Decatur drivers may see more green, less red
Council to vote on $80,000 consultant contract to reset traffic lights to accommodate drive-time flow
By Chris Paschenko
firstname.lastname@example.org · 340-2442
May all my traffic lights be green. That's every commuter's dream.
Although the Decatur City Council can't keep drivers from seeing red, a yes vote next week for an $80,000 traffic consultant's contract could make cross-town trips a lot less stop and much more go. The council will meet Monday.
Councilman Ronny Russell said traffic lights on U.S. 31 — known to locals as Sixth Avenue Southeast — and Beltline Road haven't been reset to better accommodate drive-time flow in 14 years. Those two highways are the city's most populated retail thoroughfares.
On Nov. 6, the council approved spending up to $90,000 on the project, which includes $20,000 promised from the state Department of Transportation.
"It is my opinion that it is a needed and critical action that the city must take," Russell said.
The contract with Skipper Consulting Inc. of Birmingham includes fieldwork, traffic counts, analysis, documentation, implementation and fine-tuning of traffic-signal coordination at 40 intersections.
Mayor Don Kyle said the project would be completed in two phases.
"There are times where there seem to be extended waits at intersections when there's no traffic coming across," Kyle said. "That's the kind of thing we're trying to eliminate ... waiting to trip the traffic loop to go on through."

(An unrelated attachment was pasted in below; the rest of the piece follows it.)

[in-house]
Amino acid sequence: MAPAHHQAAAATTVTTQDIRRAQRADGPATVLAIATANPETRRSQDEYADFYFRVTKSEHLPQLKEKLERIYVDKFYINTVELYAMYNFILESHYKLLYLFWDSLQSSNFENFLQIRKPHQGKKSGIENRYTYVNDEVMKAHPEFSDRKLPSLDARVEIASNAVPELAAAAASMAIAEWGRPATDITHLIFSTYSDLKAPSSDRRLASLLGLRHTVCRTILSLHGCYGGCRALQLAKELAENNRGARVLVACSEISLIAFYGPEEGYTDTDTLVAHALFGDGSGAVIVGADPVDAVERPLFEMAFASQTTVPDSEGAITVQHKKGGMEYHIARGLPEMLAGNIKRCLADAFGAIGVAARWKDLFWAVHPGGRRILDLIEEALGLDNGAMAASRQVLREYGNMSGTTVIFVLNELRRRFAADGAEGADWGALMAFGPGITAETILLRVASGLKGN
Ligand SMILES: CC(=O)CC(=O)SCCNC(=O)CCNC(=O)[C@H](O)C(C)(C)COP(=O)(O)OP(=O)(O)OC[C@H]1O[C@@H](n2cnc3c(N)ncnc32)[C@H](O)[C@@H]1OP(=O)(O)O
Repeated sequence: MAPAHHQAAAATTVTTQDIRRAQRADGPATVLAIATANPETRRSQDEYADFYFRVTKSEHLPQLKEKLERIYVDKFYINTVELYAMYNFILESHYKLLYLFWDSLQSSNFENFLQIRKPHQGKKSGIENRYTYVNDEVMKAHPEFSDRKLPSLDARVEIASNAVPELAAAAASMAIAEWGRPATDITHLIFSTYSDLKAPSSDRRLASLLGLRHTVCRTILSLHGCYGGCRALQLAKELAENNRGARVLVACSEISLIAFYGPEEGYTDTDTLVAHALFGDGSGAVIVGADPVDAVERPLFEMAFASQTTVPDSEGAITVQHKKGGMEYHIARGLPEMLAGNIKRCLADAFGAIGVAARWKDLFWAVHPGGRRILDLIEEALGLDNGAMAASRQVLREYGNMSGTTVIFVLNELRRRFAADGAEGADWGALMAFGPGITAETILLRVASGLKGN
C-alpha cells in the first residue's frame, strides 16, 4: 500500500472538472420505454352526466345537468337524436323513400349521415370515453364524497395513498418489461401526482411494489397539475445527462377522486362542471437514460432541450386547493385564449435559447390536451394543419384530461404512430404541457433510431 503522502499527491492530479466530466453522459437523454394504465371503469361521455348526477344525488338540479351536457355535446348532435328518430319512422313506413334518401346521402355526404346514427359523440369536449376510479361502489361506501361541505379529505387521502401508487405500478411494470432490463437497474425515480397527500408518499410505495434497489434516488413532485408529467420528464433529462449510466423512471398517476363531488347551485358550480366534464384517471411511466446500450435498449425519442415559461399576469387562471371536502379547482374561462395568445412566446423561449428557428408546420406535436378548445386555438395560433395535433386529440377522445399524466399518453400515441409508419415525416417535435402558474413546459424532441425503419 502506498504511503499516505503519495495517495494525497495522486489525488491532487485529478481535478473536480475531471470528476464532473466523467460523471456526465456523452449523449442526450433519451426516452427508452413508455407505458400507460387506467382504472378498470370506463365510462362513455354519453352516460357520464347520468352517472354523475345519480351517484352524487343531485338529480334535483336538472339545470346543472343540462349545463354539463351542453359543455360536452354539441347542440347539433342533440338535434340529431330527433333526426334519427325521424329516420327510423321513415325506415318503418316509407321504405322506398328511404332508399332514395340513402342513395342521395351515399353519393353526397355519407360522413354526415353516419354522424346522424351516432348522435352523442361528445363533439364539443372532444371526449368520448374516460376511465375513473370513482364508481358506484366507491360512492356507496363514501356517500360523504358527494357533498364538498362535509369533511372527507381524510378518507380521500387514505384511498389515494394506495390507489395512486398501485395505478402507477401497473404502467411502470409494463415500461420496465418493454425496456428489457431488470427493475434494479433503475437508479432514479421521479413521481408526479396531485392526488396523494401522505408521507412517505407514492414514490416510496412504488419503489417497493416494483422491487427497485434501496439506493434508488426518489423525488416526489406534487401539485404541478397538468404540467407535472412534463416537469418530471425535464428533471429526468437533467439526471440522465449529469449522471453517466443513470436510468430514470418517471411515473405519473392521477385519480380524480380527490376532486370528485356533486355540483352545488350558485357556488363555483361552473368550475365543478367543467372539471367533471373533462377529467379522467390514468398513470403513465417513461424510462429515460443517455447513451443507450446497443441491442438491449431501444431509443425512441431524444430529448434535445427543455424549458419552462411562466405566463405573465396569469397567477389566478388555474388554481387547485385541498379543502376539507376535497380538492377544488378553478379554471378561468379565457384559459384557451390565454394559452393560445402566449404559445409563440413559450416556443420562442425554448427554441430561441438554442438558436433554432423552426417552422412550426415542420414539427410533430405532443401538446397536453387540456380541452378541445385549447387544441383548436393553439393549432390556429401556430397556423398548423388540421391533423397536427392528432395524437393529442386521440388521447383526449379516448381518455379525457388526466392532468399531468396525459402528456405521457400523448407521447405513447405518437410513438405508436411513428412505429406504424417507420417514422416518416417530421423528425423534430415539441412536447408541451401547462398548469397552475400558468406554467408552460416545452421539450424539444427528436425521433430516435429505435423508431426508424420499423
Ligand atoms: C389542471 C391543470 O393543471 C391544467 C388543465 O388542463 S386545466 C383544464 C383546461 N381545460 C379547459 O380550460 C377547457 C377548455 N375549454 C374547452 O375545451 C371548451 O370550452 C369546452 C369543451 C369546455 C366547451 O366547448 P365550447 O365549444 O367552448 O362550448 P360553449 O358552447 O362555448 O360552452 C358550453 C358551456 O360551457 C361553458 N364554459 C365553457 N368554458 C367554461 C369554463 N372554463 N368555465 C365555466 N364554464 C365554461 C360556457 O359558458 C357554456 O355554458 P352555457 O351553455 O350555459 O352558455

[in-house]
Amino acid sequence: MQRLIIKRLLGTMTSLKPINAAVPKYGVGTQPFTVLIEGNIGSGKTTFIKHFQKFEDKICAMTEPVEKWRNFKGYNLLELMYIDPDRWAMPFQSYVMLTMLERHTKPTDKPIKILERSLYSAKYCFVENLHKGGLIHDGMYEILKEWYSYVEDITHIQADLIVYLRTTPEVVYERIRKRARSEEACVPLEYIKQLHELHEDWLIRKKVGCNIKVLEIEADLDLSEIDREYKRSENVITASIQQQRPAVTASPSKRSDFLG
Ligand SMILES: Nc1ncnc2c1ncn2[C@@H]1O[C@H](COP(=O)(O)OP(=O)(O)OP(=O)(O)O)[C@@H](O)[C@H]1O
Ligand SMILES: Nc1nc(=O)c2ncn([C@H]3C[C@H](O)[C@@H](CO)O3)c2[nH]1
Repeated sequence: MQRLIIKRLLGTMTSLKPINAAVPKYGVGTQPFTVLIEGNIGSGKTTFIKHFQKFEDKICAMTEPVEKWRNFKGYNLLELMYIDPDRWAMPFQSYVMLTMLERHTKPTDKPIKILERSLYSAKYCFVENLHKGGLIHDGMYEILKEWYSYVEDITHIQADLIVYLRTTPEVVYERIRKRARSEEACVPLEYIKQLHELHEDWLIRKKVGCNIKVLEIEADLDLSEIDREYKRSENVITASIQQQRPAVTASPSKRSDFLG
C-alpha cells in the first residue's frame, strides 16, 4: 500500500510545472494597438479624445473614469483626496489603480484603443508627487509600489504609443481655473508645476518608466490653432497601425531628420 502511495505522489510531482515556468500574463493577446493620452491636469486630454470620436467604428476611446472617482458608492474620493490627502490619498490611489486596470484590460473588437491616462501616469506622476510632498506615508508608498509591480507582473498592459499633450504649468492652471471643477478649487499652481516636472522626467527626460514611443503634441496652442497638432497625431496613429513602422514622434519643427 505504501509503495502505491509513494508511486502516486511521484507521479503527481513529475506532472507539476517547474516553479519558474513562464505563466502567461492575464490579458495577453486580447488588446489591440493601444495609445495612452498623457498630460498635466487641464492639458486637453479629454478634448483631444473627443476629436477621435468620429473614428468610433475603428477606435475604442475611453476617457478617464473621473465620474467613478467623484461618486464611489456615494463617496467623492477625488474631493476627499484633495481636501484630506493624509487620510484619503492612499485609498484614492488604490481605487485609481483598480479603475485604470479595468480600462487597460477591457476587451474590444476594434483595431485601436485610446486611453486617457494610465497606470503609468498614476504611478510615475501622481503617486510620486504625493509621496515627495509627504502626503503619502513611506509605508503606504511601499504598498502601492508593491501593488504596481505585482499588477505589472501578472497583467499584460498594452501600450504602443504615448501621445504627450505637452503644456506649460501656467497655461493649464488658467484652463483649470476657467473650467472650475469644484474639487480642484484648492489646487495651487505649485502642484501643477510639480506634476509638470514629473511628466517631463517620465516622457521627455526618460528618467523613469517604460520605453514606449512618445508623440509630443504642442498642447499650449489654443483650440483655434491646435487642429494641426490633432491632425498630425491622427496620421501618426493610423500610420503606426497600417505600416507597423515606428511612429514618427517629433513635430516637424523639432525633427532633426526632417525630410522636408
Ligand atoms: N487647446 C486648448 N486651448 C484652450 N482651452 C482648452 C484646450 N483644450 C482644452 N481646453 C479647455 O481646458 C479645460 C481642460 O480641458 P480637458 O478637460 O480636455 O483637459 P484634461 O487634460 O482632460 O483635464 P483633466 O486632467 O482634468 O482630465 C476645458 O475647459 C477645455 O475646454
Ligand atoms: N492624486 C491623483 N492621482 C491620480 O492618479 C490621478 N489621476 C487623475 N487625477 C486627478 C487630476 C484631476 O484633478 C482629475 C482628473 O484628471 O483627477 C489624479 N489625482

City officials haven't discussed a time frame for the project but have expressed the desire to complete the U.S. 31/Beltline Road intersection before the anticipated October opening of a nearby Target retail shopping center. The scope of the project covers U.S. 31 from Wilson Street Northeast to Cedar Lake Road Southeast and Beltline Road from Country Club Road Southeast to Old Moulton Road.
The consultant also plans to study Danville Road Southwest from Stone River Drive to Westmead Street.
Russell said part of the project's second phase that extends north of Danville Road would be delayed by the DOT's plan to begin widening Beltline Road from four to six lanes.
Kyle said the project could have additional costs if the consultant finds damaged traffic-control equipment or recommends installing additional equipment.
Some Decatur drivers have said the thoroughfares aren't congested compared to those in larger cities.
"But if we can improve it, why not improve it?" Kyle said. "I suspect there will be some that think (the project) hasn't improved it."
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